Peter Hurd is a movie maker who has been making films since his college days. His feature debut is titled “The Control Group” which can only be described as a creepy horror thriller starring Brad Dourif that is set in an abandoned insane asylum.

The movie is being released on DVD this May from Wild Eye Releasing. Peter is a dedicated fan of the horror genre, and he plans on making more horror movies shortly. He recently talked about his show business aspirations.


Blasting News (BN): How did you get into ‘the biz’ and what was your first professional gig?

Peter Hurd (PH): “The Control Group” was my first professional project. I taught myself the basics of filmmaking in college by producing and directing a student feature. My senior year, I developed the script for TCG and raised financing to film the summer after I graduated. So, the first time I was ever on a set, I was both the producer and director.

BN: Was Brad Dourif your first choice to star in “The Control Group” and how did you pitch the film to him originally?

PH: Absolutely. Brad is a horror legend because of “Child’s Play” of course, but his villainous roles in “Mississippi Burning” and “Alien: Resurrection” have stuck with me since I was a kid, so I knew he was the only choice for the role of Dr.


I was honest about the project being low-budget horror, but I told him I was trying to create something unique and innovative within that crowded field, a film that paid tribute to the great horror of the 70s and 80s while still having its identity and trying to push the genre into new territory. That must have appealed to him since he signed on very quickly after seeing the script.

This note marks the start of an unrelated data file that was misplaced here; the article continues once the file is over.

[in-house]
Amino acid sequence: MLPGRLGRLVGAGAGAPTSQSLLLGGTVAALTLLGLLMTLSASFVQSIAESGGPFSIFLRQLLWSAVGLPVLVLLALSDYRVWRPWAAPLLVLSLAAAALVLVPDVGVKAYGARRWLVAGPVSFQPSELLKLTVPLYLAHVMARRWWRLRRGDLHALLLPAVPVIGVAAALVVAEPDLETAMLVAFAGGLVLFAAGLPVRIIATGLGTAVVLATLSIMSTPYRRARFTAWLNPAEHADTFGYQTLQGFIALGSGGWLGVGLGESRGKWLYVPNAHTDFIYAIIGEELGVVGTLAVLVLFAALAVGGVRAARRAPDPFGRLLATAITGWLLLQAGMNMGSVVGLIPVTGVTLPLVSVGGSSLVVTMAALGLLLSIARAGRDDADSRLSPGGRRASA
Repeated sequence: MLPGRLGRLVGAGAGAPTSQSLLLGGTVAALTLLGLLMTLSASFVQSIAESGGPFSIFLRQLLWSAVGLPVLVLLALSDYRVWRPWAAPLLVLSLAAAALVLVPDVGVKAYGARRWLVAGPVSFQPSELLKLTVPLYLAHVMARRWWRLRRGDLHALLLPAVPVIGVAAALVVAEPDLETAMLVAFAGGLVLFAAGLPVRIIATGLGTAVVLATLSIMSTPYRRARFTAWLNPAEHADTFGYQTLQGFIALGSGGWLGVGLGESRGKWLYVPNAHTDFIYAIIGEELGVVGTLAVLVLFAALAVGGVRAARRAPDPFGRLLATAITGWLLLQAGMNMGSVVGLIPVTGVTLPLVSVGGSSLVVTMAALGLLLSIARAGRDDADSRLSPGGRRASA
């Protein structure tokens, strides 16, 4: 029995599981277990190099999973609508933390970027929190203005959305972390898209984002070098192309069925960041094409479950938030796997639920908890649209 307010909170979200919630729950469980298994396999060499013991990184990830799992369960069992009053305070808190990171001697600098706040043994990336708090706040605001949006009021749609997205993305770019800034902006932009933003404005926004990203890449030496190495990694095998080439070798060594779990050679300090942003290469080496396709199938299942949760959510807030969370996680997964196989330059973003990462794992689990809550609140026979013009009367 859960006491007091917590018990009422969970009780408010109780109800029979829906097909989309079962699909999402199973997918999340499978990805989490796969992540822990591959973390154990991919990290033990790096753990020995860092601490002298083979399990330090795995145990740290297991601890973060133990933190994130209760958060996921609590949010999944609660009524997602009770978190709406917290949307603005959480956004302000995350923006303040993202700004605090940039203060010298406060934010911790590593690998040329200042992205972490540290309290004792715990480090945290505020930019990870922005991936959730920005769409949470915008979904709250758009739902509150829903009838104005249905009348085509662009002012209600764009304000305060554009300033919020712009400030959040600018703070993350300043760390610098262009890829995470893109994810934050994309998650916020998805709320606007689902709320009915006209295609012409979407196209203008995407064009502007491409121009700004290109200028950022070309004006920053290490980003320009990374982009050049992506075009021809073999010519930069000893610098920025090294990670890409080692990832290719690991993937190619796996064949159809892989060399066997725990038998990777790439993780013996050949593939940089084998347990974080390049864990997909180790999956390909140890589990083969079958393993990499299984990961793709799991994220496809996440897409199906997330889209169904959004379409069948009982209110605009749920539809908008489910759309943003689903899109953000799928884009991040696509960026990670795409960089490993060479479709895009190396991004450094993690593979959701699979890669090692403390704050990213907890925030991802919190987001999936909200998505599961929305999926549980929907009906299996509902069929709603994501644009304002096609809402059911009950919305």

BN: Is it any different working with big names like Dourif than it is newcomers?

PH: Yes and no. The entire cast was united in making the best movie they could, and Brad was just as committed as the rest of the cast to making my vision for the film a reality, if not more so. The difference when working with an experienced actor like Brad is that he truly knows what makes a line, a scene, or an entire film work, so he was always suggesting improvements to dialogue or blocking.

I was very grateful for that since I used many of them and they did improve the film.

BN: What’s the overriding tone of the movie?

PH: Good question! The tone is one of the more interesting aspects of “The Control Group.” We wanted it to be horrific and thrilling, of course, but with an undercurrent of dark humor that comes from the actors playing their scenes perfectly straight against increasingly bizarre and dark situations.

Most viewers probably won’t notice the humor, and they can appreciate the film just fine as a straight horror film, but genre fans who know the tropes and stereotypes of horror will have fun finding the little jokes we snuck in.

BN: What was it like to film in an abandoned insane asylum?

How did the location impact the feel of the film and the mindsets of you, the actors, and the rest of the team?

PH: The location created the perfect mindset for shooting this film. The asylum we shot in is built like a giant maze. The hallways all look the same and join at odd angles, so it's easy to get lost. We could empathize with the characters since we knew what it would feel like to be trapped in there!


BN: What themes in horror films do you find most intriguing?